Poll fixation though, is a symptom of horse race journalism. To date, the focus has been on the poll numbers for New Zealand First – at 6.3% in this latest poll – and the power that this puts in Peters’ hands. Few are questioning how he’s got to this happy place, and what it says about the mood of the electorate. Yet as sure as night follows day, Winston Peters is once again peddling bile at the immigrants in our midst. More>>

 

Parliament Today:

Collins 'Misinterprets Media Reports': "Too Compromised To Remain Justice Minister"

Bizarre claims by Judith Collins this morning that she had been cleared of inappropriate behaviour by the Privacy Commissioner demonstrates she is too compromised to remain Justice Minister, Labour MP Grant Robertson says. More>>

ALSO:

Labour On Climate Change: Focus On The Now For The Future

A Labour Government will put in place a comprehensive climate change strategy focusing on both mitigation and adaptation, establish an independent Climate Commission and implement carbon budgeting, says Labour Climate Change spokesperson Moana Mackey. More>>

ALSO:

Gordon Campbell: On National’s Housing Assistance Plan

So, as many as 90,000 people could derive some benefit from National’s housing assistance plans for low and middle-income earners... Yet in reality, the benefits seem likely to be insignificant, and they will be skewed towards those at the top end of the income group that’s supposedly the target. More>>

ALSO:

Election Data Consortium: National’s Worst Case Scenario At Stage One?

A month out from the general election and ipredict traders are still forecasting National’s vote to slip below current polling levels and there is potential for it to fall further. More>>

ALSO:

From The Scoop Video Archive: PM Says SIS "Told Me" About OIA Release

In a press conference immediately following an controversial OIA release of notes on an SIS briefing to then Labour leader Phil Goff, Key said "at that point [Tucker] told me he'd release it ...". Since the release of Nicky Hager's 'Dirty Politics' Key has denied being personally informed and said references by officials to 'the PM' being told briefed referred to his office. He now says the same about his own statement. More>>

ALSO:

  • Scoop Video in the news - New questions over Key claims | NZ Herald News - Stuff.co.nz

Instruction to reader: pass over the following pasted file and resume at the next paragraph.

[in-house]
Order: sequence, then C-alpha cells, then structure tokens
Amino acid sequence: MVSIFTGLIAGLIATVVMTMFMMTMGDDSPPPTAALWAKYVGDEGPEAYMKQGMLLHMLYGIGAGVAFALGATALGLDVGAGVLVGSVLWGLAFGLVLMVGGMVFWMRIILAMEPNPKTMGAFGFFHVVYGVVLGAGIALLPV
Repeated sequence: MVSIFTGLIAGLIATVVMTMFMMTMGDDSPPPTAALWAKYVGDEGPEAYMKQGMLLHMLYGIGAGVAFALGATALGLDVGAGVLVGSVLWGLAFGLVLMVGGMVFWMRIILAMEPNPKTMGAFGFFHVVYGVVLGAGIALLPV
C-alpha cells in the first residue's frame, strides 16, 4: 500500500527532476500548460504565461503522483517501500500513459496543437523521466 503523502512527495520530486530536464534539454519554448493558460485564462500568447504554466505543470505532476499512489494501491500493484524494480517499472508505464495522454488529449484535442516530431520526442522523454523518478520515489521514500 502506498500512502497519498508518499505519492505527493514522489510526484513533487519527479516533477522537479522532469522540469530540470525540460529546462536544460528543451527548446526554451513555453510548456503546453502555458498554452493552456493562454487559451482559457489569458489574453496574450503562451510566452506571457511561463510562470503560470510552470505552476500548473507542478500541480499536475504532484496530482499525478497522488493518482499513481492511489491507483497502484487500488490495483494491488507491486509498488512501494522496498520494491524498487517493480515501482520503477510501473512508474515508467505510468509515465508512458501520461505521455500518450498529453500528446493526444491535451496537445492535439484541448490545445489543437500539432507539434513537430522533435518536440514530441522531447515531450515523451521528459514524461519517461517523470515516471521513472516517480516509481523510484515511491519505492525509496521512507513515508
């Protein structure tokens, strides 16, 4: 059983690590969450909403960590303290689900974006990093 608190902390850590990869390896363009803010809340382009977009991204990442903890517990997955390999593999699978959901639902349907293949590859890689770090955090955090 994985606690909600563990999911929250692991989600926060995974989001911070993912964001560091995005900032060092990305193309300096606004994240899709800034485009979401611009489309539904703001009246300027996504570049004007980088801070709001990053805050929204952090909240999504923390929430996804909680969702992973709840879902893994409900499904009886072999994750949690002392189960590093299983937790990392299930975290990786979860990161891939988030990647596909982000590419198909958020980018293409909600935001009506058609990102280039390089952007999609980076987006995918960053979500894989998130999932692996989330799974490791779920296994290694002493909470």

• Earlier - Felix Marwick: Laying out facts over SIS documents - Newstalk ZB
  • Labour - Director’s letter contradicts Key’s claims
  • ACT - The Letter - 26 days to go
  • TV3 Video - Housing issue nudges Dirty Politics aside - David Cunliffe: Key's SIS explanation 'defies belief' - SIS leak came from Key's Office - Goff - Key 'categorically denies' Slater OIA discussion - Video: Key faces more Dirty Politics questions

  • TVNZ - Winston Peters: ‘Dirty Politics' is a new low
  • The Nation - Debate Between Grant Robertson And Russel Norman
  • NZ First - “The Words Mean What I Say They Mean”
  • Schools, PPTA Sign Up: Primary Teachers And Principals Vote Down Govt Plan

    Teachers and principals have voted overwhelmingly against the Government’s controversial “Investing in Educational Success” policy, including proposed highly-paid principal and teacher roles. More>>

    ALSO:

    Gordon Campbell: On The Usual Round Of Mud Slinging And Name-Calling

    This week gave an interesting example of how hard it is to untangle the reality from the slanging matches. The issue that emerged early this week could hardly be more important. Does the government intend to cut spending in health, education and on the environment if re-elected, or not? More>>

    Earlier:

    Electionresults.co.nz: National and NZ First Rise in Roy Morgan Poll

    National has bounced back in the latest Roy Morgan Poll but the big winner has been New Zealand First who rise to their highest level of support since September 2013. More>>

    ALSO:

    Get More From Scoop

     

    LATEST HEADLINES

     
     
     
     
     
     
     
     
    Politics
    Search Scoop  
     
     
    Powered by Vodafone
    NZ independent news